Tales from the Filipino diaspora
SAN FRANCISCO—A century ago, Filipinos were a small, vulnerable community in the United States.
The latest US census paints a different picture. Filipinos are now one of the fastest growing communities in the US. That’s why it’s not surprising that more books are coming out exploring the story of the Filipino journey in America.
“Hanggang Sa Muli: Homecoming stories for the Filipino soul,” edited by Reni Roxas, features stories, poems and essays by Filipino writers of different generations.
Roxas, who is based in Seattle, was the founder of Tahanan Books in Manila.
The collection was a product of her emotional struggles as a Filipino expatriate in the United States. She writes of “sacred ritual” on Saturday mornings when she would find herself walking into a nondescript store in the Woodside district of Queens, New York.
“Once inside surrounded by familiar aromas and brightly colored food labels, I’d find what I had come for: pan de sal.” Those visits to the store, she writes, “were small celebrations of ‘coming home’ for me.”
Eventually, however, the sweet aroma of pan de sal in that small Queens store was not enough. “With each passing year, despite eating the pan de sal that warmed my tummy and soothed my soul, my malaise only grew worse. So after nine years, I went home. But what was home? Where is home? Two decades later, I’m still trying to find the answer.”
And this collection is part of that search for an answer, tapping the works of such well-known writers as Bienvenido Santos, F. Sionil Jose and Jessica Hagedorn.
And, of course, no anthology on the Filipino American experience can be complete without Carlos Bulosan.
Hanggang Sa Muli includes his short story, ‘The Laughter of My Father’ and an excerpt from the classic, ‘America Is In the Heart.’
The first offers a glimpse of rural life in pre-World War II Philippines, and the quirky machismo that forces a young man to flee to the US. The second is about Bulosan’s struggle to adapt to a new country where he and others like him weren’t exactly welcomed with open arms.
There are newer voices, like that of my friend, Pati Poblete whose wonderful memoir, ‘The Oracles: My Filipino Grandparents in America’ is required reading in many high schools and colleges in the US.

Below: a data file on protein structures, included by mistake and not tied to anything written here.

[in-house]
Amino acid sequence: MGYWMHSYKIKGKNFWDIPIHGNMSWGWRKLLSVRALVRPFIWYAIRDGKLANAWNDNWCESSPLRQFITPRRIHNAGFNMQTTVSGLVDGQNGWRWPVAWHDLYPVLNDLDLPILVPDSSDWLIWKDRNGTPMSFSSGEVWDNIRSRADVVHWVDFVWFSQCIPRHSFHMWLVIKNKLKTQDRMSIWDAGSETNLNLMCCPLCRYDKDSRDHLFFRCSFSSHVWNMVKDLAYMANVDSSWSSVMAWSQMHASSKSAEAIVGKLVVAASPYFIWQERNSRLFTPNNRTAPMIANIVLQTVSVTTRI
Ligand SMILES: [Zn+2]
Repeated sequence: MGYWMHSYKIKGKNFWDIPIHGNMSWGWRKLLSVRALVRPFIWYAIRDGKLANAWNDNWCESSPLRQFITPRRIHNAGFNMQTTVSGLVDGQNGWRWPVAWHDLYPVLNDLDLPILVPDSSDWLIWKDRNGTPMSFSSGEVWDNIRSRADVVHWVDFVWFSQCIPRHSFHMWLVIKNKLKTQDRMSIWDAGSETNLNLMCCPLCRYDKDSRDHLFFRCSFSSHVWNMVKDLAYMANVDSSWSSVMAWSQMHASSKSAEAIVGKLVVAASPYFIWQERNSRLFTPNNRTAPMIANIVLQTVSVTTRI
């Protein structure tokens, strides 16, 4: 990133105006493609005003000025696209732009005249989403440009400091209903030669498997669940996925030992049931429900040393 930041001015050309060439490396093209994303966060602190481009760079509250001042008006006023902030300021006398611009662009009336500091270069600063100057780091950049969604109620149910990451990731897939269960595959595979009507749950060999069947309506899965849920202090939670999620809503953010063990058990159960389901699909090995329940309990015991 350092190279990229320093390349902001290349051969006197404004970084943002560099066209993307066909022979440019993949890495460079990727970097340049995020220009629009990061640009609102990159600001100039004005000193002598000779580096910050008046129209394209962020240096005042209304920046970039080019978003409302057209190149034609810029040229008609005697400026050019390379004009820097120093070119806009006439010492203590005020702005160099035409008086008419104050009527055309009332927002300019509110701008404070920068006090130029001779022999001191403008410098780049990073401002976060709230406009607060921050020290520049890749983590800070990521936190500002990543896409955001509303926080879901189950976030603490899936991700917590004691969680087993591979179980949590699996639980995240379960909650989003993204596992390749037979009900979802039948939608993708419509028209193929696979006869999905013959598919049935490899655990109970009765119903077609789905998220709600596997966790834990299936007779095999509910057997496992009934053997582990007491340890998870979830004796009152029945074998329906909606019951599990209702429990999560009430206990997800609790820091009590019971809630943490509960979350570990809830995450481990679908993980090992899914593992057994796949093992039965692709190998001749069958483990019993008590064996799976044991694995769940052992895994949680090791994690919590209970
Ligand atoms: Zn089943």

Her contribution to the collection is an essay titled ‘Legacy,’ a moving account of one of her visits to the Philippines. It’s a scene familiar to many Filipinos affected by our American diaspora — those who moved to the US, those who grew up there, and those who stayed back in the homeland.
Pati is getting ready to return to the US and it’s time to say goodbye. But it’ not that easy to say goodbye one of her lolas who tells her, “Maybe I will not be here anymore. Maybe your grandpa will send for me.”
Pati promises she will be back. (I can totally relate to this scene because my mother and father also do this to me everytime I return home. “This may be the last time we will see each other again…”)
“Grandma sat up and put her arms around my neck. She was fragile, but she wasn’t broken. ‘I will wait, if you promise to come back,’ she cried.
“‘I promise,’ I said, wishing that I could stay behind and shed my American life.’”
Of course, she can’t really do that. In the same way, she and the immigrants and US-born can’t easily totally shed their Filipino selves.
Pati grew up in the US in a Filipino household where her grandparents and other relatives constantly reminded her of her roots which she at times resented, but eventually found comforting and uplifting.
This is evident in the scene with which she ends her essay. She leaves her grandma after saying goodbye and finds her aunts preparing the family’s next meals.
“The heap of long Chinese green beans were stacked on the ground, plastic-covered table. One by one, they snapped, providing a familiar rhythm that soothed my soul and saw me safely back home.”
On Twitter @KuwentoPimentel. On Facebook at www.facebook.com/benjamin.pimentel
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